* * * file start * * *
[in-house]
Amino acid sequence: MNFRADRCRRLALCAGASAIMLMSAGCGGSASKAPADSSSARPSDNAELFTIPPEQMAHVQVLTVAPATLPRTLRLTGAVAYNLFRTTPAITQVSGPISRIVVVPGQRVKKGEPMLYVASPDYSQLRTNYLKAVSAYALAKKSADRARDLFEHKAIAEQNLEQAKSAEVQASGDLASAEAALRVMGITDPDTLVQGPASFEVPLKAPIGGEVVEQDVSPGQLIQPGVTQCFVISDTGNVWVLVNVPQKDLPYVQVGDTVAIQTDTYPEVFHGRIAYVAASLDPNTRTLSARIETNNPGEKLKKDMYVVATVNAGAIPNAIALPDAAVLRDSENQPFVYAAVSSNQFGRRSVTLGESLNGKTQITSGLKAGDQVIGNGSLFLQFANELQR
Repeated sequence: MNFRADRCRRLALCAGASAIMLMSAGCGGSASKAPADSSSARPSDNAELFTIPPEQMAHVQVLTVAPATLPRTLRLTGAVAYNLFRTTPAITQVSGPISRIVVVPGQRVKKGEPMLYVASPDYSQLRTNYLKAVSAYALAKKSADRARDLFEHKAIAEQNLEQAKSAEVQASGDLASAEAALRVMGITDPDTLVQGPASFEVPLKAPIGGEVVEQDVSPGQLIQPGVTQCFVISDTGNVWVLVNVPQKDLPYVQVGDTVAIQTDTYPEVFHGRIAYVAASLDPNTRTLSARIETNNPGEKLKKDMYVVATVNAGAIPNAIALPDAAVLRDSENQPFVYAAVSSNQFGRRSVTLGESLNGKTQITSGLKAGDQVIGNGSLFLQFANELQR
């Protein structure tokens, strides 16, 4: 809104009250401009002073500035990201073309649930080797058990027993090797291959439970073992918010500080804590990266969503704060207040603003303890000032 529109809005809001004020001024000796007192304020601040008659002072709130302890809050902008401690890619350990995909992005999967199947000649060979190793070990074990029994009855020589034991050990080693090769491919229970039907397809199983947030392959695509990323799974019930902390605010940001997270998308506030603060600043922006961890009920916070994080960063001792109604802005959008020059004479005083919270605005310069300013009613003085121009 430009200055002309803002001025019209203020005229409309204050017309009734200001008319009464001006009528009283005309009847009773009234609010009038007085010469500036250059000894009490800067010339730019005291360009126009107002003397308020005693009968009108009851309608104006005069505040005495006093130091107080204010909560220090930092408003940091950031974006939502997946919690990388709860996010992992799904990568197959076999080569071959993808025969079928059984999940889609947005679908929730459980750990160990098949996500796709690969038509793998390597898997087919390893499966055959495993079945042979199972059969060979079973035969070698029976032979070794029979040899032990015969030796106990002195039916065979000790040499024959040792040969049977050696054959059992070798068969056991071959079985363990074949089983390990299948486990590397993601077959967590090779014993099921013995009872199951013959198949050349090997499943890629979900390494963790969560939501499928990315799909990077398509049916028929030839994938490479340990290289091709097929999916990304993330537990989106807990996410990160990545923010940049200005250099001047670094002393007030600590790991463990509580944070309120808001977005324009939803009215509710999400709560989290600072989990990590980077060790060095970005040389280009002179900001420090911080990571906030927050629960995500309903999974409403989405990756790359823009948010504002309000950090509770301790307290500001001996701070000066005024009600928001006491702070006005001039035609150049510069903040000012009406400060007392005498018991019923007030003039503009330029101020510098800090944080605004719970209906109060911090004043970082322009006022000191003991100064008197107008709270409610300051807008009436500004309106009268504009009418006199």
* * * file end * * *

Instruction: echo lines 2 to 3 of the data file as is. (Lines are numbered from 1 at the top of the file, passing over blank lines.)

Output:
Amino acid sequence: MNFRADRCRRLALCAGASAIMLMSAGCGGSASKAPADSSSARPSDNAELFTIPPEQMAHVQVLTVAPATLPRTLRLTGAVAYNLFRTTPAITQVSGPISRIVVVPGQRVKKGEPMLYVASPDYSQLRTNYLKAVSAYALAKKSADRARDLFEHKAIAEQNLEQAKSAEVQASGDLASAEAALRVMGITDPDTLVQGPASFEVPLKAPIGGEVVEQDVSPGQLIQPGVTQCFVISDTGNVWVLVNVPQKDLPYVQVGDTVAIQTDTYPEVFHGRIAYVAASLDPNTRTLSARIETNNPGEKLKKDMYVVATVNAGAIPNAIALPDAAVLRDSENQPFVYAAVSSNQFGRRSVTLGESLNGKTQITSGLKAGDQVIGNGSLFLQFANELQR
Repeated sequence: MNFRADRCRRLALCAGASAIMLMSAGCGGSASKAPADSSSARPSDNAELFTIPPEQMAHVQVLTVAPATLPRTLRLTGAVAYNLFRTTPAITQVSGPISRIVVVPGQRVKKGEPMLYVASPDYSQLRTNYLKAVSAYALAKKSADRARDLFEHKAIAEQNLEQAKSAEVQASGDLASAEAALRVMGITDPDTLVQGPASFEVPLKAPIGGEVVEQDVSPGQLIQPGVTQCFVISDTGNVWVLVNVPQKDLPYVQVGDTVAIQTDTYPEVFHGRIAYVAASLDPNTRTLSARIETNNPGEKLKKDMYVVATVNAGAIPNAIALPDAAVLRDSENQPFVYAAVSSNQFGRRSVTLGESLNGKTQITSGLKAGDQVIGNGSLFLQFANELQR